How Do I Tell Wande that She too can be Feminist?
Being a law student is exhausting for me. Every second counts but sometimes I just want to chill, breathe a little. I stayed with my sister a while in a compound filled with medical students who, like me, do not want to be bothered by the fine tasks of cleaning and stuff. So these girls come around quite often. Wash clothes (not very well), fetch water, as being in Ilorin we don’t have water, run this and that errands. And they’re terribly respectful.
Wande is 17 or 21 or 23 or 19, I can’t tell, but she calls me ‘ma’. Tiny me! I don’t know why I haven’t told her to stop yet. Probably because she bangs the door at 7am loudly, ‘please give me fetcher’. Did I mention that they are not particularly attuned to the intricacies of polite behaviour? Etiquette and all that?
I’ve never thought myself privileged; I’m not even privileged. I’m almost always broke, right now I am broke. Sometimes I only give her stuff to do because it’s better than just dashing her some small money I may have. But I thought just yesterday, this girl may think me privileged. And for that, I may be comparatively privileged. After all, I can hardly speak Yoruba, I sit facing my laptop almost always, I have this bunny rabbit on my bed, I go to school, I can afford to pay her. She acts with such deference towards me (and the other residents) that it’s almost scary.
It’s just that I keep wondering: Why this deference? Is she like this with everyone else? With guys? Does she cower at the sound of the powerful, deep male voice of whomever? Does she know she has full-blown rights? Does she know the fullness of her power as a being, as a woman? How can I tell her these things? Who am I to?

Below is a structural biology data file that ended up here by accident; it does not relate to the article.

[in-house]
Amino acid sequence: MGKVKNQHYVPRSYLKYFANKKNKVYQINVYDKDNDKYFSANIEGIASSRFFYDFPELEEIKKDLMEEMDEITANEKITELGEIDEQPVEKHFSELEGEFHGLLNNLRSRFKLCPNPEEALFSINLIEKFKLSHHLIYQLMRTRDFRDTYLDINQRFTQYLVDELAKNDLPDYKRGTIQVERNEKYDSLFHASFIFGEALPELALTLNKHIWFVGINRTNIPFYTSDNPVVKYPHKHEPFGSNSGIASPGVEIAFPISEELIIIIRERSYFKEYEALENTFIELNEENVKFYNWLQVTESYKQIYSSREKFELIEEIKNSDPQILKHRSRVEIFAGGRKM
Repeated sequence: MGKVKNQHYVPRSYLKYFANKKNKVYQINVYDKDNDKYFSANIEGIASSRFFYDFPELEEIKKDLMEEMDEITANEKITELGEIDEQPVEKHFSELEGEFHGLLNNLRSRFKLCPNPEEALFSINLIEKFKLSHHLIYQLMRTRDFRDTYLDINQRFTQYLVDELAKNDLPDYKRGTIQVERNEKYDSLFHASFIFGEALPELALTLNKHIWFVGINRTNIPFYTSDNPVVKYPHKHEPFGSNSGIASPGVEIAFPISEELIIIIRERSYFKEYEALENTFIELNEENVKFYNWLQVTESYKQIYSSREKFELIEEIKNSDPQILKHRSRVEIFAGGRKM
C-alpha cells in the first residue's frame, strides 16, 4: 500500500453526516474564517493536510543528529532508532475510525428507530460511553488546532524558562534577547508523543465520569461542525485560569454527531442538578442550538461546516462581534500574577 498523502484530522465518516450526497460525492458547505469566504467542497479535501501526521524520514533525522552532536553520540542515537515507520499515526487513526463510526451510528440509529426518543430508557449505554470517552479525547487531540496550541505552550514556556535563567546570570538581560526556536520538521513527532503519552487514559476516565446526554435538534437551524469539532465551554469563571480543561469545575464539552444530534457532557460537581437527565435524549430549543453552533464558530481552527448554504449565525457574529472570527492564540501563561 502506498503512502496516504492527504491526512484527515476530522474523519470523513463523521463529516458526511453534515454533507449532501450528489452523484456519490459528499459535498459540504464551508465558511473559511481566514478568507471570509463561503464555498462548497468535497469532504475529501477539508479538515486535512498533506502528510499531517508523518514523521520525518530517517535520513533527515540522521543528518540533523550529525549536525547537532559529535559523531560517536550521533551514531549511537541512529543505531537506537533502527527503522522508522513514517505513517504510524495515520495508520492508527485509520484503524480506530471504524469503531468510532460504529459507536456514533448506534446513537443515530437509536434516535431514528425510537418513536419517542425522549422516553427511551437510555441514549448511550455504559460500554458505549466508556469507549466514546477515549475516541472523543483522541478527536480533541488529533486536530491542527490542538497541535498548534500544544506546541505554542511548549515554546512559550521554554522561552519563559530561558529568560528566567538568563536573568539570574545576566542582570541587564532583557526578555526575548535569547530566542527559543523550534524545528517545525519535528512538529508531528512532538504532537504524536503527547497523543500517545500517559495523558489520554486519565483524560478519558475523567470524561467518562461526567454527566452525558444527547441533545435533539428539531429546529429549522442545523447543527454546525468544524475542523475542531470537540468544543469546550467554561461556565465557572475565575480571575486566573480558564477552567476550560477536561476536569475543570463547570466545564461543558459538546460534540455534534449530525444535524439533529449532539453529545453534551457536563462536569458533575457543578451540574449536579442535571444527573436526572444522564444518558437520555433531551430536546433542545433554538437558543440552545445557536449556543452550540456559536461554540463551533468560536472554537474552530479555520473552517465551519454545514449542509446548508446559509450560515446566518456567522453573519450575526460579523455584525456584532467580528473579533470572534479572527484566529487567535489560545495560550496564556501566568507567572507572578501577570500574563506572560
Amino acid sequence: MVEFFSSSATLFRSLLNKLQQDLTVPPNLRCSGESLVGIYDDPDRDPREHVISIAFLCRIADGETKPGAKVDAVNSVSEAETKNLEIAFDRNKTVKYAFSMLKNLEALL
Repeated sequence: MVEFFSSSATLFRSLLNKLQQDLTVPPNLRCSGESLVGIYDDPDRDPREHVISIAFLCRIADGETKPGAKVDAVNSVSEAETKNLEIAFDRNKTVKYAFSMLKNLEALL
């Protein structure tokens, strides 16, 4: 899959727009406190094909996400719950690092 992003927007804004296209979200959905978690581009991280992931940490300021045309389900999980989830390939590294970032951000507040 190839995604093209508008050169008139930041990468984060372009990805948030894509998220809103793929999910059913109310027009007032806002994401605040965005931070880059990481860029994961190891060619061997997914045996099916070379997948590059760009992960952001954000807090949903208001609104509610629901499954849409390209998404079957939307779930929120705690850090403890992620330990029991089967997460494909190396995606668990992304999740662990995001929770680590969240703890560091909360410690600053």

My final year project was on Nigerian Feminism, yay! I learnt so much in the process of doing it. I put the result of my research into writing and contributed immensely to the field of knowledge. Lol. Whose field of knowledge? Certainly not Wande’s.
In recent times the conversation on feminism has been growing tremendously. Enter ‘feminist’ via google search. Visit twitter. Read Chimamanda. John Legend? He’s also said everyone should be feminist. I won’t forget Queen Beyoncé or Emma Watson or MsAfropolitan or Tobi or Osagie or @theblackhermit. Everywhere there is something being said or written about feminism/stiwanism/womanism/femalism/motherism. Everywhere but in Wande’s world.
The social and intellectual divide is so wide and deep it seems nearly impossible to cross. Micere Mugo, way back in 1985, termed a similar situation the ‘book apartheid’: ‘our underprivileged sisters out there have been unaccommodated by the world of books and written ideas.’ She raised a challenge that I’ve decided to take up. I don’t want to just ‘do theory’ in my project and nothing else.
Female disempowerment in Africa is worse than anywhere else. I want to be accountable to the Wandes, too.
So I’m taking steps on here. I’d like to tell Wande she can be feminist too.
And guess what? So can you.